« on: September 25, 2010, 02:21:08 PM »
Nvidia’s GPU Conference just ended. Here is a list of the 10 most noteworthy products, technologies, and news items from the event.
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This month’s build of UDK features significant additions, including:
· UDK users now have access to the gameplay profiler tool.
· Matinee’s movement tracks can now be split into individual translation and rotation components.
· Users can bulk edit texture properties within the Content Browser.
Added the NVIDIA Quadro 6000, 5000 and 4000 graphics cards.
Updated the specifications of the NVIDIA Quadro FX 3800 graphics card.
Updated the specifications of the NVIDIA Quadro FX 1800 and FX 1700 graphics cards.
Updated the specifications of the NVIDIA Quadro FX 580 graphics card.
Updated the specifications of the NVIDIA Quadro FX 380 LP and FX 380 graphics cards.
Removed the NVIDIA Quadro FX 5900 (Future) graphics card.
No. of cards: 126
You can download the Bullet 2.77 from the usual place at http://code.google.com/p/bullet/downloads/list (based on svn revision 2218)
The main new feature is the OpenCL and DirectCompute hardware accelerated cloth simulation.
Thanks to Lee Howes from AMD for this contribution and thanks to NVIDIA for a Fermi GTX 470 GPU for compatibility testing!
We have done a lot of work to streamline OpenCL development for various platforms. We can debug OpenCL kernels using MiniCL, a simplified OpenCL replacement that compiles kernels using the regular C/C++ compiler. The demos can be compiled using OpenCL 1.0 and 1.1 using the most recent AMD and NVIDIA OpenCL SDKs for Windows and Linux as well as Mac OSX. A lot of work went into tweaking the CMakeLists.txt for the cmake build system so it works nicely with various OpenCL SDKs cross-platform. We also used a modified version of CMake to generate Visual Studio project files that we distribute, using relative paths and environment variables etc. The OpenCL kernels are embedded in the executable by default, but they can also be loaded from disk.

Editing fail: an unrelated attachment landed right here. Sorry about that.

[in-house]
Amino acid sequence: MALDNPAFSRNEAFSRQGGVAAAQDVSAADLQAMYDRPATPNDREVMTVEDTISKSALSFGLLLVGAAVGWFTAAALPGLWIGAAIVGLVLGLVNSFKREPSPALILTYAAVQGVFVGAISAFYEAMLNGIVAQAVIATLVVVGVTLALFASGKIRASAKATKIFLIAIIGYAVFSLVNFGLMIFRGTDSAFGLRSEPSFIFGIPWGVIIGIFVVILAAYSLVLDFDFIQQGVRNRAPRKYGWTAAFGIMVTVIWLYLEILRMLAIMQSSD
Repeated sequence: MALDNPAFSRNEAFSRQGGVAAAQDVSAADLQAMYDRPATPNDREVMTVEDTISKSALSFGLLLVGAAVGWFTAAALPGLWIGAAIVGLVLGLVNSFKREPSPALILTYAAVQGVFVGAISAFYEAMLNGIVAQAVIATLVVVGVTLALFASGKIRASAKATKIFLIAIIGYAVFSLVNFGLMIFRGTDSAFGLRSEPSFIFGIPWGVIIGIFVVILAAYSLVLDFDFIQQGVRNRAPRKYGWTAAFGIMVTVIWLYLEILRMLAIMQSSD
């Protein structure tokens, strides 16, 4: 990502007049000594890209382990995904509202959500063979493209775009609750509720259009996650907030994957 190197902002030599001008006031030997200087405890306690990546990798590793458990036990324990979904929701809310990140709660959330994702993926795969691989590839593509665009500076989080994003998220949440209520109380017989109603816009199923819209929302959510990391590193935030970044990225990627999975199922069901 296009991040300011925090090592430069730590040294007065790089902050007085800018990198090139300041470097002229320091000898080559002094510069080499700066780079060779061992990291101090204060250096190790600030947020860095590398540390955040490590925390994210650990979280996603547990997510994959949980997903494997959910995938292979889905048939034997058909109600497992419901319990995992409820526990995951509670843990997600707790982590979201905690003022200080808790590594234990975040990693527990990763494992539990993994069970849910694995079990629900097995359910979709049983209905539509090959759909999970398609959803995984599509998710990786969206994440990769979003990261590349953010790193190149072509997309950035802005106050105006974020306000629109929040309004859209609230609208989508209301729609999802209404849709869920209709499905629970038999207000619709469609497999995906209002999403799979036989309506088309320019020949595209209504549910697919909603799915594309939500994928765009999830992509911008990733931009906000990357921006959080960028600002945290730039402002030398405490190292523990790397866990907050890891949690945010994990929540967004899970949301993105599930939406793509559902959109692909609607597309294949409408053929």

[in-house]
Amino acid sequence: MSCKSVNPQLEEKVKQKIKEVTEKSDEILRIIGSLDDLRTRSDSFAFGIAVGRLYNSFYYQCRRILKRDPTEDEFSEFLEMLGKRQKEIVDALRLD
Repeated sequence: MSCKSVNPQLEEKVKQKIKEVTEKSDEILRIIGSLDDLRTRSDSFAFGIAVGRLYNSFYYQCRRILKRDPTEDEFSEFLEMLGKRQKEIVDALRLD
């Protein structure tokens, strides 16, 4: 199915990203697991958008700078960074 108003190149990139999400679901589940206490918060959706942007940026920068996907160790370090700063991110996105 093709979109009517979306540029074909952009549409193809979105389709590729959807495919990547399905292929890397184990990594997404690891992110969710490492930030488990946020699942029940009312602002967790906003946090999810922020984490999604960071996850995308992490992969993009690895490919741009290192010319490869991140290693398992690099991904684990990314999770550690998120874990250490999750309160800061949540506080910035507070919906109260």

There is also a DirectCompute cloth implementation for Microsoft DirectX11. You can see Lee Howes presentation at MSDN here
* OpenCL & DX11 cloth simulation as part of BulletSoftBody. See Bullet/Demos/OpenCLClothDemo and Bullet/Demos/DX11ClothDemo. This is an initial implementation, and there is no support for collision detection or other advanced features yet.
* New btParallelConstraintSolver as part of BulletMultiThreaded. Although mainly targetting PlayStation 3 SPUs it also accelerates multi-core PCs. See Bullet/Demos/MultiThreadedDemo or get the spubullet-2.77 from PS3 Devnet.
* Many more bug fixes and minor features.
Check out the precompiled Windows executables in the download section.
Some related news:
* We forked the 3ds Max plugin, replacing PhysX by Bullet. It is open source under the MIT license and it supports .bullet export. See http://dynamica.googlecode.com for source and precompiled versions.
* OgreKit is a new open source framework that makes very easy to develop using Bullet, Ogre, OpenAL and Lua. It directly reads Blender .blend files and works on Windows, Linux, Mac OSX and iPhone/iPad. See http://gamekit.googlecode.com
* Cinema 4D release 12 has improved support for Bullet, including constraints and their improved soft body implementation. Cinema 4D 12 also supports .bullet export. Download a free trial demo here: http://www.maxon.net
Feedback is welcome,
Component maker Zotac is one of NVIDIA's closest partners and it has now announced the new ZOTAC GeForce GTX 460 3DP that offers something unique, name support for up to four monitors.
Our first goal with interactive render (IR) was the full integration of our OpenGL viewport. This way, IR can be used the same way with the same navigation controls. Besides the integration with the viewport, full integration with the rest of UI is implemented, so that almost every function of Thea works in co-operation with IR. This way, we can tweak settings, apply materials, etc. with IR keep working in the background.